TSG IntelBrief: The Persistent Crisis in the Gulf
July 17, 2017

The Persistent Crisis in the Gulf


Bottom Line Up Front:

• The political crisis between members of the Gulf Cooperation Council (GCC) continues to worsen, with allegations that UAE hacking conducted in May was designed to initiate the affair.

• New reports that attribute the hacking to the UAE are the latest in a crisis that has been building for years.

• On July 10, Qatar and the U.S. signed an agreement aimed at countering terrorism financing.

• The conflicted U.S. approach to the Gulf crisis has not brought any resolution to the issues that have rocked the GCC.

According to a July 16 report by the Washington Post, the United Arab Emirates (UAE) initiated the ongoing crisis in the Gulf—in which the UAE, Saudi Arabia, and Egypt, among others, have severed ties with Qatar—by hacking Qatari government sites. The UAE, according to the report, posted false statements attributed to the Qatari emir, Sheikh Tamim Bin Hamad al-Thani, as part of an orchestrated campaign to embarrass Qatar and force a wide array of concessions. The incident in late May was used by the UAE and Saudi Arabia as the alleged tipping point in a crisis that has been years in the making. 

With the hacking as a pretext, the crisis exploded, ultimately leading to the severing of diplomatic ties and a de facto blockade of Qatar by the UAE and Saudi Arabia. There has been no reduction in tensions in the 43 days since the crisis began. Various deadlines imposed by Saudi Arabia and the UAE have passed, and a list of very public demands by the group was essentially ignored by Qatar. The crisis has settled into a public relations battle of sorts, with all sides angling to portray the other as aggressive and unreasonable.

The GCC has been ground central for social media battles and smear campaigns for several years. The region’s rulers and power brokers, all highly sensitive to public image, are routinely the victims of hashtag warfare in which false statements are bounced across Twitter and Facebook by armies of bots. In this way, the Gulf social media influence campaigns actually preceded the current ‘diplomacy by automated Twitter’ that is proving so disastrous for the U.S. and others. Prior to the latest crisis, such campaigns were a persistent annoyance, but not a serious national security or economic challenge.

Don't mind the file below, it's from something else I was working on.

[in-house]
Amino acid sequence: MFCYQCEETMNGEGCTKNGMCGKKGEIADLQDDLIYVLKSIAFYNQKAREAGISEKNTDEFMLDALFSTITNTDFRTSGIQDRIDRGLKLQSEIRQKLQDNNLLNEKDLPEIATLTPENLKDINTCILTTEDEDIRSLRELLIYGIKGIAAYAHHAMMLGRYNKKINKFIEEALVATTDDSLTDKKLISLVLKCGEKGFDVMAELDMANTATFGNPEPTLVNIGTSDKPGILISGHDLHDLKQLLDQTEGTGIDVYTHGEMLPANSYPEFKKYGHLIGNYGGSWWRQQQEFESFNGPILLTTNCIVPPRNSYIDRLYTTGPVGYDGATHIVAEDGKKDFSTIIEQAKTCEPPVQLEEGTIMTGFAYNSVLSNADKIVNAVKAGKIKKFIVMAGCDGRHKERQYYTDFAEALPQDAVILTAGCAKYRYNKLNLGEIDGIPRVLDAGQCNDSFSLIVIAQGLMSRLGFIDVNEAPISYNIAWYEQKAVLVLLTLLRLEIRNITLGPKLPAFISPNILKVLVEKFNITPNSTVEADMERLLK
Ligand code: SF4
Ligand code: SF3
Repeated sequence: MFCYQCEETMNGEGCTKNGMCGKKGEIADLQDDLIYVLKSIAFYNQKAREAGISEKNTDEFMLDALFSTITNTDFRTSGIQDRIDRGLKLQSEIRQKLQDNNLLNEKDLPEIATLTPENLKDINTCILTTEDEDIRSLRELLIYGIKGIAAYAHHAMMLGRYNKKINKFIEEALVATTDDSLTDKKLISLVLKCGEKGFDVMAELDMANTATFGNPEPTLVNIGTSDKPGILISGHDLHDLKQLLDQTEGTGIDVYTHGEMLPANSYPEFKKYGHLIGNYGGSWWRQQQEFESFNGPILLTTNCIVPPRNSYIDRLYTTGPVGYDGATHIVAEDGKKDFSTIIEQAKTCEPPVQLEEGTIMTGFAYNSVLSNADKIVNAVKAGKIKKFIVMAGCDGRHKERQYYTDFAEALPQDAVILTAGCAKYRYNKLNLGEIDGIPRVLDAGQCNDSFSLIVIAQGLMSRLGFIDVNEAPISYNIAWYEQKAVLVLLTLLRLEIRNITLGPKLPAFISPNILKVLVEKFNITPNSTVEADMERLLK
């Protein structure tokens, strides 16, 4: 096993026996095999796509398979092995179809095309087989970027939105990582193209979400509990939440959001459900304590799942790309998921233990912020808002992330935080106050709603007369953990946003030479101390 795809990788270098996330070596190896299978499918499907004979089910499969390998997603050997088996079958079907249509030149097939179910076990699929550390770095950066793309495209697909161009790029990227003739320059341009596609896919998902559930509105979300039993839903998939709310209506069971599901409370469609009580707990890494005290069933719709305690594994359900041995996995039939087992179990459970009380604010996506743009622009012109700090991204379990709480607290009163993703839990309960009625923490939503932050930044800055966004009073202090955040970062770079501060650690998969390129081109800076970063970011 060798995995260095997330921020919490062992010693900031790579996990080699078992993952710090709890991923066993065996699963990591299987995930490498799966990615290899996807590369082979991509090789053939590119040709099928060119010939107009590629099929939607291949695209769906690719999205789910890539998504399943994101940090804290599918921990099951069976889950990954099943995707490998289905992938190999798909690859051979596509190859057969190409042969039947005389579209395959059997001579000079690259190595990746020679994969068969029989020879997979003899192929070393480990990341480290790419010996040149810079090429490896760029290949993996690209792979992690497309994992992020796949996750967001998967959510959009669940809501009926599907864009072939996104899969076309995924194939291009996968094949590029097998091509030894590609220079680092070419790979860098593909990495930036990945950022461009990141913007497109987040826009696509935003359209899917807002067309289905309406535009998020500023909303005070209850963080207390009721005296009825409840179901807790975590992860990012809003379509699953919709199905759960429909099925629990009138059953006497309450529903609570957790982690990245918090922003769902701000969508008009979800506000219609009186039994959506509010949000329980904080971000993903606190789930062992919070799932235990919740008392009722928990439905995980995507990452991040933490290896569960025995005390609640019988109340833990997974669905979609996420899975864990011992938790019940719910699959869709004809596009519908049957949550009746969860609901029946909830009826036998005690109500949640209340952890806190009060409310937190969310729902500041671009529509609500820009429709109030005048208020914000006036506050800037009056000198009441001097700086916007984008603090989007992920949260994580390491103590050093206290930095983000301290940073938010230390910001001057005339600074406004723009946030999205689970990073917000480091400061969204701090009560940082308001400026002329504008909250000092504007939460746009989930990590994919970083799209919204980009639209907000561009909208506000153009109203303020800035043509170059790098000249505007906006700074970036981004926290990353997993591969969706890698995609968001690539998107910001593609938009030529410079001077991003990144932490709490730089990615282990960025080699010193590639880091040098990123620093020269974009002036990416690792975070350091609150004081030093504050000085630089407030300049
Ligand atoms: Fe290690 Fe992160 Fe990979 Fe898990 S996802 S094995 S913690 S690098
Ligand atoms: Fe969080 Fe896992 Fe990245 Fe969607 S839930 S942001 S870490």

The United States is effectively caught in the middle. A mid-July visit by Secretary of State Rex Tillerson was his first attempt at ‘shuttle diplomacy’ and a sign of how serious his department views the situation. The U.S. has close ties with all parties involved. These ties extend far beyond economic and trade relations; the U.S. has deep military and intelligence ties with Qatar, Saudi Arabia, Bahrain, the UAE, and Egypt. For two reasons, the U.S. cannot easily come down on one side or the other. Strategically, the U.S. needs to maintain positive relations with all of the countries involved; and the issue is so superficial, yet deeply personal, for the GCC countries that taking sides would likely yield a net loss for U.S. interests.

During his visit to the region, Tillerson signed an agreement with Qatar on countering terrorist financing, one of the issues that Saudi Arabia and the UAE have been most vocal about in their list of complaints with Qatar. The signing of the agreement is in stark contrast with the rhetoric coming from Riyadh and Abu Dhabi, yet it is unlikely to help change minds or policy. The UAE-Saudi bloc immediately dismissed the signing as irrelevant to their concerns, and said the sanctions would remain in place. The UAE also dismissed the Washington Post report on its hacking of Qatari government sites as ‘false.’

The disconnect between the White House and the U.S. State Department over the crisis in the Gulf is making an already difficult diplomatic resolution much harder. President Trump has been relatively quiet on the matter, after helping inflame the issue at the outset with statements and tweets that parroted the Saudi/UAE line and undercut the State Department’s efforts. During a July 13 interview, President Trump portrayed the crisis as one of Qatar ‘being on the outs’ with the GCC and the U.S. In keeping with his transactional approach to diplomacy, the President also downplayed both the concerns about the U.S. keeping its enormous military base in Qatar and the difficulties in finding alternatives, saying the U.S. would be fine and that it ‘would have 10 countries willing to build us another one, believe me. And they’ll pay for it.’


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